January 11, 2007
I have poached many eggs over the years – battery hen eggs, organic eggs, barn-fed eggs, free range eggs, Omega 3 eggs, freshly laid eggs, eggs of unknown age. I have used egg poaching pans and ordinary pans. I’ve poached eggs with and without vinegar in the water. I’ve tried the vortex method of getting the boiling water spinning in the pan and dropping the egg in the centre. I’ve cracked eggs into varying depths of water in a frying pan.
I’ve also microwaved shelled eggs, which can be a bit like Russian roulette – will the egg start exploding before it’s cooked? I prick the yolk as recommended but I don’t think that’s where the problem lies. I reckon it’s the cords or chalazae – those albuminous spiral bands each side of the yolk – that cause much of the trouble when microwaving eggs.
Anyway, I was surfing the Net and I chanced on another method – eggs poached in cling film. Being a frustrated chemist, I am up for any type of experimentation in the kitchen and so, several eggs down the track, here is my method.
It’s pretty straightforward. You need the microwavable cling film for this – the sort that can cope with higher temperatures.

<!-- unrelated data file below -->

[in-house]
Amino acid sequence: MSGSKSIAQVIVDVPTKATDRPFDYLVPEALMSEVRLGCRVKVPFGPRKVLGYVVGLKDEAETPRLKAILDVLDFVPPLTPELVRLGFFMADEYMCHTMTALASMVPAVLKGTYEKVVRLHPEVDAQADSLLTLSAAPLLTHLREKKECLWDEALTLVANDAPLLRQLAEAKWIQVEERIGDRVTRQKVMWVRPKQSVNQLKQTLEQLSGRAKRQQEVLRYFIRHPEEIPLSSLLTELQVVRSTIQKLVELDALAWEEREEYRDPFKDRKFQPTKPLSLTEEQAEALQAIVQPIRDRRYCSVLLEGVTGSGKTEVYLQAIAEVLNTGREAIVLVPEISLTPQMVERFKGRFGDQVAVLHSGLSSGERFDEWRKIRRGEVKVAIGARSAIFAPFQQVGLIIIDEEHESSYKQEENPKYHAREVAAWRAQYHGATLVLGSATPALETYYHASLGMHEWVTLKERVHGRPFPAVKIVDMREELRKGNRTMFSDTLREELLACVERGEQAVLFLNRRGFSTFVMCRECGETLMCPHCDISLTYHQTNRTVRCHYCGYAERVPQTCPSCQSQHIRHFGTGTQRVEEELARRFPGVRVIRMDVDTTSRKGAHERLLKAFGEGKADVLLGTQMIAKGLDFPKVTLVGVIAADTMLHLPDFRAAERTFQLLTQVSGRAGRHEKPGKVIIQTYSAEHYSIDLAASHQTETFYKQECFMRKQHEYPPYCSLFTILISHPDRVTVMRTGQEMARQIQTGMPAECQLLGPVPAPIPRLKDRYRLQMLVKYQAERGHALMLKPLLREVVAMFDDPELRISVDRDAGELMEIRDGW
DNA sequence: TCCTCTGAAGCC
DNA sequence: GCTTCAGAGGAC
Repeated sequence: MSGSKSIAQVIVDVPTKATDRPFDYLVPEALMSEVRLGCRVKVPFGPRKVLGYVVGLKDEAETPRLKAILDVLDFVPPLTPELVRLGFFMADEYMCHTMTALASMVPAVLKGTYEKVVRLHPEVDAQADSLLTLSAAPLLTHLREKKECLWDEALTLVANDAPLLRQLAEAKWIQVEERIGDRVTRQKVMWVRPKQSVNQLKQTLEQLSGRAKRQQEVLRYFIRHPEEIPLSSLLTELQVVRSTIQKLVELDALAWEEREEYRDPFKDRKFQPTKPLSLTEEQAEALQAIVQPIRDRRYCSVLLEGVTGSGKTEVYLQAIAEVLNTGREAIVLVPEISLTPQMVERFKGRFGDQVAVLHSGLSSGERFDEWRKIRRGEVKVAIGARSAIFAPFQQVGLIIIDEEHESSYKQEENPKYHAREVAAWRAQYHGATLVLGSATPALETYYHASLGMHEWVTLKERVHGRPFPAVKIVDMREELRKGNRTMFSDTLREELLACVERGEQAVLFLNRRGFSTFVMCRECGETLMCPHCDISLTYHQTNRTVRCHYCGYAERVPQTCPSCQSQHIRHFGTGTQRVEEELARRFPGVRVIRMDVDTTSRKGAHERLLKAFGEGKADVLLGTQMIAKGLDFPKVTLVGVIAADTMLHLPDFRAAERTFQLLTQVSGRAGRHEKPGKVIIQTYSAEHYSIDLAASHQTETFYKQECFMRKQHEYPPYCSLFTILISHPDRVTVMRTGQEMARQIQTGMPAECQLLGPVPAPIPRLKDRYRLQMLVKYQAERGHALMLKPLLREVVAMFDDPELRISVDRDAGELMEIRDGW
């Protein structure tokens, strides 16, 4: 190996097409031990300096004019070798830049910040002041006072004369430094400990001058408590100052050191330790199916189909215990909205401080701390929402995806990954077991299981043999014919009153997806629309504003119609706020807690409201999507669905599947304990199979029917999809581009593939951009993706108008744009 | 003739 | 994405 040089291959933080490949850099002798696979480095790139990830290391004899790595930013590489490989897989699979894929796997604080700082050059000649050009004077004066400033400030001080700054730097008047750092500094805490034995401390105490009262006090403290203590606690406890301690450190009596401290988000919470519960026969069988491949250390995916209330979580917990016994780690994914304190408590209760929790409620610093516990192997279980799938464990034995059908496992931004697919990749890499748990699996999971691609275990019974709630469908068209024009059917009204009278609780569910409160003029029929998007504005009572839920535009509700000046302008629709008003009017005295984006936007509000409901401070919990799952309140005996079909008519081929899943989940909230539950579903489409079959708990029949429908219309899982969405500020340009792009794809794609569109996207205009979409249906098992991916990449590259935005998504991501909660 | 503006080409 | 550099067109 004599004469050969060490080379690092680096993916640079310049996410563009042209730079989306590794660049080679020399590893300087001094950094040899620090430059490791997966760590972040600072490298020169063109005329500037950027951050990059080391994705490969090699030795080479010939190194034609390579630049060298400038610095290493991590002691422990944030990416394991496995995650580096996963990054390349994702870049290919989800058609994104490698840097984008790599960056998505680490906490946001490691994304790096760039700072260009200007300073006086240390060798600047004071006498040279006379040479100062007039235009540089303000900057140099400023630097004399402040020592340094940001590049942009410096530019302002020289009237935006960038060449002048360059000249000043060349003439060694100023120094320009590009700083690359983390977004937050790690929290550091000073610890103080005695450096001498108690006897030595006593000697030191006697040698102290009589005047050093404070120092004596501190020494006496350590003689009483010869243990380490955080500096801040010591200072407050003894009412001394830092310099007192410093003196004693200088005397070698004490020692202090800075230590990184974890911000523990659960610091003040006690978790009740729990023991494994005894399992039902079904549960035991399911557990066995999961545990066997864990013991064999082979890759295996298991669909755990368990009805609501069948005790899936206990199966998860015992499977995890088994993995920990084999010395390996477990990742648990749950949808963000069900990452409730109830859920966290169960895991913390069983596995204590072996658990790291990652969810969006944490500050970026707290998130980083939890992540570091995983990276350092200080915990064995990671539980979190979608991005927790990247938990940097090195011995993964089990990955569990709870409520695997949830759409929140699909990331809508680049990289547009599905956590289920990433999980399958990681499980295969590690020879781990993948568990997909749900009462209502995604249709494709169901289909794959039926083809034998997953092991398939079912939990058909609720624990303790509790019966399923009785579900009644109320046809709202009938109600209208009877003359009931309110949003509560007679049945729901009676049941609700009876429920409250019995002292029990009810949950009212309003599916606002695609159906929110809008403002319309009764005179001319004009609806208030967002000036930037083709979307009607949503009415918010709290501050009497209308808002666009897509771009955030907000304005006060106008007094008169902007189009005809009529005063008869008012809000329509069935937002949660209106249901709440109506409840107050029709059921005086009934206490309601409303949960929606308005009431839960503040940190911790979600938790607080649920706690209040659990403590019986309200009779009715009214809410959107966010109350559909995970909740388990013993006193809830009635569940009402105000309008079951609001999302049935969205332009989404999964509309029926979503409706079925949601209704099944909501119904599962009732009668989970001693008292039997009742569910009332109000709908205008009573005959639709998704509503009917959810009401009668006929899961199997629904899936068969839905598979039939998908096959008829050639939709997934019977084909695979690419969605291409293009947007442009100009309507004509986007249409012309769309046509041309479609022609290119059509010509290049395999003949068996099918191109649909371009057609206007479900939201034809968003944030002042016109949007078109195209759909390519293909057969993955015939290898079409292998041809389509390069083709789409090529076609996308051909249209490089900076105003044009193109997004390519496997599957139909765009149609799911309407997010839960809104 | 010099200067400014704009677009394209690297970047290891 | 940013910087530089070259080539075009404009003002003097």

Grease a large square of the film and place it in a small deep container such as a ramekin or an espresso cup. Crack in the egg, Gather up the edges of the wrap and twist them to contain the egg.
Place the wrapped egg in a pot of boiling water and allow it to simmer there for approximately 4 1/2 minutes. You should be able to see when the white has cooked. Plunge immediately and briefly into to icy water then carefully remove the egg from the wrap and turn out onto hot buttered toast. A grind of black pepper, a sprinkle of salt. Enjoy!
The “flower egg” is a signature dish of chef Juan Mari Arzak, father of modern Spanish cuisine. He uses a little truffle oil and goose fat on the plastic wrap. His egg is served with a finger of breadcrumbs laced with a little sausage and bacon, a finger of date and sausage mousse, and a teaspoon of chopped fresh truffle. The egg is ladled with a vinaigrette specked with finely diced white and black grapes.
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